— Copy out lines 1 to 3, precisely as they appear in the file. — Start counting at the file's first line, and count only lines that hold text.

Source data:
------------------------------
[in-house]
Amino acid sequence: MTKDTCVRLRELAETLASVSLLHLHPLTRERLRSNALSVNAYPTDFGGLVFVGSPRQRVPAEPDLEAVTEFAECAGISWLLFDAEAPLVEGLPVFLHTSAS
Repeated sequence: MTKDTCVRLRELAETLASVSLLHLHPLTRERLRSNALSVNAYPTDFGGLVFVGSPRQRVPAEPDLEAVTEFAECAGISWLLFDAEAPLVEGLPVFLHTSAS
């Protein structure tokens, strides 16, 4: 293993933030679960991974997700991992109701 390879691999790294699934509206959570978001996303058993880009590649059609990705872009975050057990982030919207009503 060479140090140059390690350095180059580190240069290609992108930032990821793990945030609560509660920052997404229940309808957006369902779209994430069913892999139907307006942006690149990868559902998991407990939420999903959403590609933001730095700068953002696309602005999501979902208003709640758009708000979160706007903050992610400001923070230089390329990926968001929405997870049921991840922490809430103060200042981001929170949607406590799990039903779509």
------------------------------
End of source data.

[in-house]
Amino acid sequence: MTKDTCVRLRELAETLASVSLLHLHPLTRERLRSNALSVNAYPTDFGGLVFVGSPRQRVPAEPDLEAVTEFAECAGISWLLFDAEAPLVEGLPVFLHTSAS
Repeated sequence: MTKDTCVRLRELAETLASVSLLHLHPLTRERLRSNALSVNAYPTDFGGLVFVGSPRQRVPAEPDLEAVTEFAECAGISWLLFDAEAPLVEGLPVFLHTSAS